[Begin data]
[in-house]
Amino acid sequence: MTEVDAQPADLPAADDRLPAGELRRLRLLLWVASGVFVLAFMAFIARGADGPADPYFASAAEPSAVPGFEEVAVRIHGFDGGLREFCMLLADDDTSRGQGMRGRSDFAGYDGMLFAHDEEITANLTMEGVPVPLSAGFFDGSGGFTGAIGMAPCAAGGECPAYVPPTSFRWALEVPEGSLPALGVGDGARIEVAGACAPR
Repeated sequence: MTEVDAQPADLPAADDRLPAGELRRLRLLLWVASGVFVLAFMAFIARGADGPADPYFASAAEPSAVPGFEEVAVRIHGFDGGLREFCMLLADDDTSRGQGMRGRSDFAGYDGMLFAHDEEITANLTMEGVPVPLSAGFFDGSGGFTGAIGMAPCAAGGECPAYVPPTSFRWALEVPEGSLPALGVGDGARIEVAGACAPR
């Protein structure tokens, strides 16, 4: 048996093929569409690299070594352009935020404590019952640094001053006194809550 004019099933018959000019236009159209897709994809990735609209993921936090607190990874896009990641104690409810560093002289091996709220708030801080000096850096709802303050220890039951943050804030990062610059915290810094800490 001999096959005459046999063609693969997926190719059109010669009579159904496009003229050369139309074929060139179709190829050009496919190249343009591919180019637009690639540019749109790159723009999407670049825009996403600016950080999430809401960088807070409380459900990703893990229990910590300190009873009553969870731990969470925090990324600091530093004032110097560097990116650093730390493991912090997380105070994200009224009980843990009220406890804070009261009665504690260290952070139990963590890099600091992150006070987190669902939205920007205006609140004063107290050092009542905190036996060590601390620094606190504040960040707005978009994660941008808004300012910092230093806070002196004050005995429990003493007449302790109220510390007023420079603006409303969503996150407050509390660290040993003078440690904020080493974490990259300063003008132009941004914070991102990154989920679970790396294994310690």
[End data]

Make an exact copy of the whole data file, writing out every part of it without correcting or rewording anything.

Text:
[in-house]
Amino acid sequence: MTEVDAQPADLPAADDRLPAGELRRLRLLLWVASGVFVLAFMAFIARGADGPADPYFASAAEPSAVPGFEEVAVRIHGFDGGLREFCMLLADDDTSRGQGMRGRSDFAGYDGMLFAHDEEITANLTMEGVPVPLSAGFFDGSGGFTGAIGMAPCAAGGECPAYVPPTSFRWALEVPEGSLPALGVGDGARIEVAGACAPR
Repeated sequence: MTEVDAQPADLPAADDRLPAGELRRLRLLLWVASGVFVLAFMAFIARGADGPADPYFASAAEPSAVPGFEEVAVRIHGFDGGLREFCMLLADDDTSRGQGMRGRSDFAGYDGMLFAHDEEITANLTMEGVPVPLSAGFFDGSGGFTGAIGMAPCAAGGECPAYVPPTSFRWALEVPEGSLPALGVGDGARIEVAGACAPR
């Protein structure tokens, strides 16, 4: 048996093929569409690299070594352009935020404590019952640094001053006194809550 004019099933018959000019236009159209897709994809990735609209993921936090607190990874896009990641104690409810560093002289091996709220708030801080000096850096709802303050220890039951943050804030990062610059915290810094800490 001999096959005459046999063609693969997926190719059109010669009579159904496009003229050369139309074929060139179709190829050009496919190249343009591919180019637009690639540019749109790159723009999407670049825009996403600016950080999430809401960088807070409380459900990703893990229990910590300190009873009553969870731990969470925090990324600091530093004032110097560097990116650093730390493991912090997380105070994200009224009980843990009220406890804070009261009665504690260290952070139990963590890099600091992150006070987190669902939205920007205006609140004063107290050092009542905190036996060590601390620094606190504040960040707005978009994660941008808004300012910092230093806070002196004050005995429990003493007449302790109220510390007023420079603006409303969503996150407050509390660290040993003078440690904020080493974490990259300063003008132009941004914070991102990154989920679970790396294994310690």